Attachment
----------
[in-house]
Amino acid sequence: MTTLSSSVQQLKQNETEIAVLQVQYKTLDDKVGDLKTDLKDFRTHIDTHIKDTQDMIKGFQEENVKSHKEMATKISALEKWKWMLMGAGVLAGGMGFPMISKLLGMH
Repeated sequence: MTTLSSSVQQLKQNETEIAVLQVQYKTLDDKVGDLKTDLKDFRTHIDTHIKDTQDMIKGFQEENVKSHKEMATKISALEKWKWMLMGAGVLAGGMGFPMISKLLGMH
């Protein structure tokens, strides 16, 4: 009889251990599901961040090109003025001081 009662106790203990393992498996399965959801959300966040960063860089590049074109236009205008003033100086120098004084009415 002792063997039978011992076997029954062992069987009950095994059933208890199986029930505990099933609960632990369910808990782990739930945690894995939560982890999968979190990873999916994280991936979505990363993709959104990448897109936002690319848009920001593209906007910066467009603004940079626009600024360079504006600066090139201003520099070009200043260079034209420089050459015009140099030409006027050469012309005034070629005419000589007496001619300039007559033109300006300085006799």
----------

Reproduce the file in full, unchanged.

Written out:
[in-house]
Amino acid sequence: MTTLSSSVQQLKQNETEIAVLQVQYKTLDDKVGDLKTDLKDFRTHIDTHIKDTQDMIKGFQEENVKSHKEMATKISALEKWKWMLMGAGVLAGGMGFPMISKLLGMH
Repeated sequence: MTTLSSSVQQLKQNETEIAVLQVQYKTLDDKVGDLKTDLKDFRTHIDTHIKDTQDMIKGFQEENVKSHKEMATKISALEKWKWMLMGAGVLAGGMGFPMISKLLGMH
């Protein structure tokens, strides 16, 4: 009889251990599901961040090109003025001081 009662106790203990393992498996399965959801959300966040960063860089590049074109236009205008003033100086120098004084009415 002792063997039978011992076997029954062992069987009950095994059933208890199986029930505990099933609960632990369910808990782990739930945690894995939560982890999968979190990873999916994280991936979505990363993709959104990448897109936002690319848009920001593209906007910066467009603004940079626009600024360079504006600066090139201003520099070009200043260079034209420089050459015009140099030409006027050469012309005034070629005419000589007496001619300039007559033109300006300085006799």